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Old 06-29-2010, 09:36 PM   #1
teej_810
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Default Estery beer? No idea what went wrong? HELP!!!

my latest brew was NBs Chinook IPA with specialty grains. I made a starter with Wyeast 1056. Boil went ok except for one thing, fermented great for 4 or 5 days at a steady 64-66 degrees. 2 weeks primary, 10 days secondary then kegged and i went to tast it and i have a well noticed estery taste to the beer.

I've had a slight estery/ fruity tastes in some of my brews but not this bad. And i'm clueless as to what is was that caused this. Some things i'm thinking are; During my steeping of the grains i might have steeped them at a little higher than 160 degrees for a bit due to my inaccurate reading of thermometer. When doing the ice bath i accidently got some cold tap water (1/2 cup) into the wort. i wasnt really worried about it since i did a starter and had healthy yeast. But could have i overpitched?

Just wondering what people might think and found to help this problem for next time. I guess i just have to hope that aging will help it for now

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Old 06-29-2010, 11:19 PM   #2
Schnitzengiggle
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Poor aeration of your wort can be a possible cause of esters, if you aren't getting a sufficent amount of o2 dissolved in your wort yeast can produce more esters.


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Originally Posted by brewiki.org
Ester and other flavor component production or synthesis is a complex subject because there are so many variables taking place at the same time. You are right, ester production is related to yeast growth but not in the way you might think. The key element to yeast growth and ester production is acyl Co-A. It is necessary for both yeast growth and ester production. When it is busy with yeast growth, during the early part of the fermentation, it is not available for ester production. Ester production is directly related to biomass production. Everything that increases biomass production (intensive aeration, sufficient amount of unsaturated fatty acids, stirring) decreases ester production. The more biomass that is produced the more Co-enzyme A is used and therefore not available for ester production. Anything that inhibits or slows down yeast growth usually causes an increase in ester production: low nutrient, low O2. It has been noted that a drop in available O2 from 8 ppm down to 3 ppm can cause a four fold increase in esters.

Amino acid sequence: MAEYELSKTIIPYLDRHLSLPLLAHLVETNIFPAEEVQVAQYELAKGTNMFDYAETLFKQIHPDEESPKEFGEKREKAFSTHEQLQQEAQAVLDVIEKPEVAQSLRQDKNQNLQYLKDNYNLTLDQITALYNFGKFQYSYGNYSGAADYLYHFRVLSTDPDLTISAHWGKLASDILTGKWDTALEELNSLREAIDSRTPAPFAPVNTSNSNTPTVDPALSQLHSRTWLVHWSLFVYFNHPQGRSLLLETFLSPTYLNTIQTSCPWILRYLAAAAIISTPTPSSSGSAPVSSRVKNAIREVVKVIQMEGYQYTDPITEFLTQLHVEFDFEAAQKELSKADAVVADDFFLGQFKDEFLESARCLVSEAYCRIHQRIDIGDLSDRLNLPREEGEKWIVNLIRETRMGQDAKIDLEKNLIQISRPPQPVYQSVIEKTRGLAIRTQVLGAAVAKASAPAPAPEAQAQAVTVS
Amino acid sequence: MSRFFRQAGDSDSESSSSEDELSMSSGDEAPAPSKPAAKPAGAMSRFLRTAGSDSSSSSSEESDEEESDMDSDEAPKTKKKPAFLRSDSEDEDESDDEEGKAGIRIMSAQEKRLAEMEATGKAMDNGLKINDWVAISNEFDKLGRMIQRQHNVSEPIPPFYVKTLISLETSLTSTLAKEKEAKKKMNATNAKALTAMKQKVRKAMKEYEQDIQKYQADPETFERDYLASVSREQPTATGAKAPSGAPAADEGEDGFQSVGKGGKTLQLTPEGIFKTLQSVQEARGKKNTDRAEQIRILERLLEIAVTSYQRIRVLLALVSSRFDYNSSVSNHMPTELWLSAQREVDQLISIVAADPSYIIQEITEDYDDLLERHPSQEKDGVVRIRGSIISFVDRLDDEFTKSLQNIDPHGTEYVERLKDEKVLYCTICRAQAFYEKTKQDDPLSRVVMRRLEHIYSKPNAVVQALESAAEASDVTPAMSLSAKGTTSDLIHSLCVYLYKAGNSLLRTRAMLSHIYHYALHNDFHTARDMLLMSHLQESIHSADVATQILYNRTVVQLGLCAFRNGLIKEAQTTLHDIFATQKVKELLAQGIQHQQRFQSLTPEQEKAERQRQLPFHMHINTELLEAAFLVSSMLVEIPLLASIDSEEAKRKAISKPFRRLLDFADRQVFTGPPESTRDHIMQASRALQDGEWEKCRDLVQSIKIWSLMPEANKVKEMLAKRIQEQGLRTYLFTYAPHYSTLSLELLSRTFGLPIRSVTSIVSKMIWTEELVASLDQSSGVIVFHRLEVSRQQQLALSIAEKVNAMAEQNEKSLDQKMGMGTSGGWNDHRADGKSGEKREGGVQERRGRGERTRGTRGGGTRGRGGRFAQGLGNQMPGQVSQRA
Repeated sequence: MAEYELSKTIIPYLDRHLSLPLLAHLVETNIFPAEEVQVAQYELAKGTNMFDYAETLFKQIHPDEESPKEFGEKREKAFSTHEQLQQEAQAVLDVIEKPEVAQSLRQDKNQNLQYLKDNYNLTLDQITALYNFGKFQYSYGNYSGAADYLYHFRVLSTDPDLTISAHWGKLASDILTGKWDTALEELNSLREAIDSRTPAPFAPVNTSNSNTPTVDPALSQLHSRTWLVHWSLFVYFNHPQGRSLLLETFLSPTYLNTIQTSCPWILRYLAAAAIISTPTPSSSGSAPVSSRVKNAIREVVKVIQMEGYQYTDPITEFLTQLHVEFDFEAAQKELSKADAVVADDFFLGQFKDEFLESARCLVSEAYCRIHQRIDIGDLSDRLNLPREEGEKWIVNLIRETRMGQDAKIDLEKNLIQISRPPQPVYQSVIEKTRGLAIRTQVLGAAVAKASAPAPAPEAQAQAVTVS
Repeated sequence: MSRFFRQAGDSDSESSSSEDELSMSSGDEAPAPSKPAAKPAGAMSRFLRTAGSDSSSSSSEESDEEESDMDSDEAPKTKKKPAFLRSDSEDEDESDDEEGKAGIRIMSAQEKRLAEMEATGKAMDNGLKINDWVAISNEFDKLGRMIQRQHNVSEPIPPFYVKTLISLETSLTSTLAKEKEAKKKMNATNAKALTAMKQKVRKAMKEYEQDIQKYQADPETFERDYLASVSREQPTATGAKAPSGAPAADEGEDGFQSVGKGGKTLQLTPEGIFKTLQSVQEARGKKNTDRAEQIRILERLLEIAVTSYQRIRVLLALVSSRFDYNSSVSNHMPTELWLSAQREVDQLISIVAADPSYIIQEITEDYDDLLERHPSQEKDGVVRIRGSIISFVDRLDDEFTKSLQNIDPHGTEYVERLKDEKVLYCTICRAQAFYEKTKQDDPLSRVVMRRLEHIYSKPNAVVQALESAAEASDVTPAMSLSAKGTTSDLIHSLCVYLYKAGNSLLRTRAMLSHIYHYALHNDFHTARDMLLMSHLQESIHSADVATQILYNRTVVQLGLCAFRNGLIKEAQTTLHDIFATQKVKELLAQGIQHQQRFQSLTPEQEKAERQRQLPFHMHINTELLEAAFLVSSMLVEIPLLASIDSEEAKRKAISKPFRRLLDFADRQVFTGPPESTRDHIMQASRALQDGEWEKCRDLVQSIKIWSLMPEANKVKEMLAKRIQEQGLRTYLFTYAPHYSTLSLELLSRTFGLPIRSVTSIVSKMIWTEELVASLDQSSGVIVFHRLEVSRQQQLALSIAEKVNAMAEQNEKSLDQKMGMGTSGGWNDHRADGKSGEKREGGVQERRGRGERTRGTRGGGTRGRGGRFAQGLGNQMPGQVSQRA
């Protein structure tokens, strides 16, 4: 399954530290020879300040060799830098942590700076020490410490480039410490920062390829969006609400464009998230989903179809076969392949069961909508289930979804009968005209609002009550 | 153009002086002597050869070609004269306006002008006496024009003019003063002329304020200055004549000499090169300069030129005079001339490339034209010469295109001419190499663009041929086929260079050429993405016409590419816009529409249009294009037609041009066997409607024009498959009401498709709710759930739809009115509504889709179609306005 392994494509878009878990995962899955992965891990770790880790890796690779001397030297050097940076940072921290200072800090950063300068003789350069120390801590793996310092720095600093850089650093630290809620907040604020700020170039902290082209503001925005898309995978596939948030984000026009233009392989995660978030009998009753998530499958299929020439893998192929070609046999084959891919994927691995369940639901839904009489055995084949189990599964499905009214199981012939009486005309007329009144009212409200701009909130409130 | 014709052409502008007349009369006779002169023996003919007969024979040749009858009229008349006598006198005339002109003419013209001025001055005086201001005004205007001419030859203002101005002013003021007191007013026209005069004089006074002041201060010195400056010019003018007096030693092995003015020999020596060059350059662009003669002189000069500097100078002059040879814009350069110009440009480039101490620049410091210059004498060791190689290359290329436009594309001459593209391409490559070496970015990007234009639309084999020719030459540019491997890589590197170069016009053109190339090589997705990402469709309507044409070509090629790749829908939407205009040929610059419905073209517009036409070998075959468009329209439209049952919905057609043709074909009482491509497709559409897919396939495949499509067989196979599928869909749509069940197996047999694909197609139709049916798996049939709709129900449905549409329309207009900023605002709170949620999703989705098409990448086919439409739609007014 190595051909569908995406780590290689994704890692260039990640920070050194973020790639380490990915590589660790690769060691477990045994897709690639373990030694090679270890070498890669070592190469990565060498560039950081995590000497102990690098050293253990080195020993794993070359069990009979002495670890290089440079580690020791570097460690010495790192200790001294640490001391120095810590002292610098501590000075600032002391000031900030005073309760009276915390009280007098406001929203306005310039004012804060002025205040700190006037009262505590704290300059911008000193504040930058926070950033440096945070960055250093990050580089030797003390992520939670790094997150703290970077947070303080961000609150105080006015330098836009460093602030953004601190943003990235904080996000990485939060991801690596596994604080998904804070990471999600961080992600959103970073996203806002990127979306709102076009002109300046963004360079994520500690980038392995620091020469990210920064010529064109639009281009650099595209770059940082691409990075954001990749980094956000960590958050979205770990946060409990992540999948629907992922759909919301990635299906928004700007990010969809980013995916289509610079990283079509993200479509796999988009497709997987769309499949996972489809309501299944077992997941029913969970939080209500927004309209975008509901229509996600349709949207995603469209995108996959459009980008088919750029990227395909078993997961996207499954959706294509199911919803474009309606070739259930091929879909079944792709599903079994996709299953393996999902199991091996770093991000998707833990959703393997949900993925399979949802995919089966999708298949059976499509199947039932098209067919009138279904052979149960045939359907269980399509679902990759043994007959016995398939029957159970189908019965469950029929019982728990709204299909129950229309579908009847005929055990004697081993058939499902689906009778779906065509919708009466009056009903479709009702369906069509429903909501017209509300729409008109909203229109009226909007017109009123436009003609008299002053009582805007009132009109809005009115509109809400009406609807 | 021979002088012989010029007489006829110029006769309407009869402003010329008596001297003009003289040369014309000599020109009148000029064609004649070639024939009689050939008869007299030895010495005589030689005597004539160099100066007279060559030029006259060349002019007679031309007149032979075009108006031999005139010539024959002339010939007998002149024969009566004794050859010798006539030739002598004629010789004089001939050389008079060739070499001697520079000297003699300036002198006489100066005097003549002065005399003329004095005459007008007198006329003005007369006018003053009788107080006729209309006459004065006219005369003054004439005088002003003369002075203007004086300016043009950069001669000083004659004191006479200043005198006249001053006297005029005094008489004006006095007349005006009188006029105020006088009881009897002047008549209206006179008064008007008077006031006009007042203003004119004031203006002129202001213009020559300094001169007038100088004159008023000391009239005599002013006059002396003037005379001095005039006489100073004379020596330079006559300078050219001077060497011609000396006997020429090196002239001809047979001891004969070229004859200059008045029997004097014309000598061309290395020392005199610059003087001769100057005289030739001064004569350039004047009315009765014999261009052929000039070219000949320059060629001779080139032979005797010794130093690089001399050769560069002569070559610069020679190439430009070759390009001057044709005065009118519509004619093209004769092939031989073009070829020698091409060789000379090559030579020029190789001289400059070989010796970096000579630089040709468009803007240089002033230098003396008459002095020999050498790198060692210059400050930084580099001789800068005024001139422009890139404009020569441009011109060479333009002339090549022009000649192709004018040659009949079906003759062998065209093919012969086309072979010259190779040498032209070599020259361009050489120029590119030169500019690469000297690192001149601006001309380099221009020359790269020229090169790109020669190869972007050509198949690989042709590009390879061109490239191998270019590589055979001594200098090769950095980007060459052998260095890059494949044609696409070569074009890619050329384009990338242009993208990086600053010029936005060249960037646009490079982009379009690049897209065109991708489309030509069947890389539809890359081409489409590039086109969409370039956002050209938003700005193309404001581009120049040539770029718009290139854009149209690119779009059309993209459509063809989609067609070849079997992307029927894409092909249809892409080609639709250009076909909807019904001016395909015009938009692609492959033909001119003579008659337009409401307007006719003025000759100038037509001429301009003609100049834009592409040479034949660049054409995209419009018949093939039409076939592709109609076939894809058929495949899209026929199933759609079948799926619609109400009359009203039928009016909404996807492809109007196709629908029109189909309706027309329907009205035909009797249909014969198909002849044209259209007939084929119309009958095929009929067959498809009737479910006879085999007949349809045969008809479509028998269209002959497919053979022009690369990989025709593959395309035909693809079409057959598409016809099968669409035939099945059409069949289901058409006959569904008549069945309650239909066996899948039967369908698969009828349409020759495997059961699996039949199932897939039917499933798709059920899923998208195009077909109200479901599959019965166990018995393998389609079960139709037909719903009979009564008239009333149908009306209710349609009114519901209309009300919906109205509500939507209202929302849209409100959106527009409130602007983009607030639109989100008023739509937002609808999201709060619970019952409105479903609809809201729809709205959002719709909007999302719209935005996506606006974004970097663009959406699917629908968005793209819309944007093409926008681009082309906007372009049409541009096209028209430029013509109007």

Stirring in normal gravity decreases ester production. Stirring in high gravity increases ester production. CO2 pressure in early fermentation decreases ester production. Taller fermenters produce less esters than short fermenters. High temperature early in fermentation decreases ester production. High temperature later in fermentation increases ester production. Low pitching rate can result in less esters.

There are other flavor components such as higher alcohol that have there own set of variables. Stirring increases production of higher alcohols. CO2 pressure does not effect the production of alcohol. Amino acid levels in the wort effect the production of higher alcohols. Most of the higher alcohol is produced during the growth phase (exponential phase) of the yeast.

I am sure that there are many other variables. I am also sure that there are beer makers that have experienced the very opposite with each of the variables.
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Last edited by Schnitzengiggle; 06-29-2010 at 11:24 PM.
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Old 06-29-2010, 11:27 PM   #3
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64-66 ambient or the temp of the beer?

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Old 06-30-2010, 02:28 AM   #4
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Quote:
Originally Posted by carnevoodoo View Post
64-66 ambient or the temp of the beer?
temp of the beer. it was kept in a basement which i think had an ambient temp of around 70-72 most of the time
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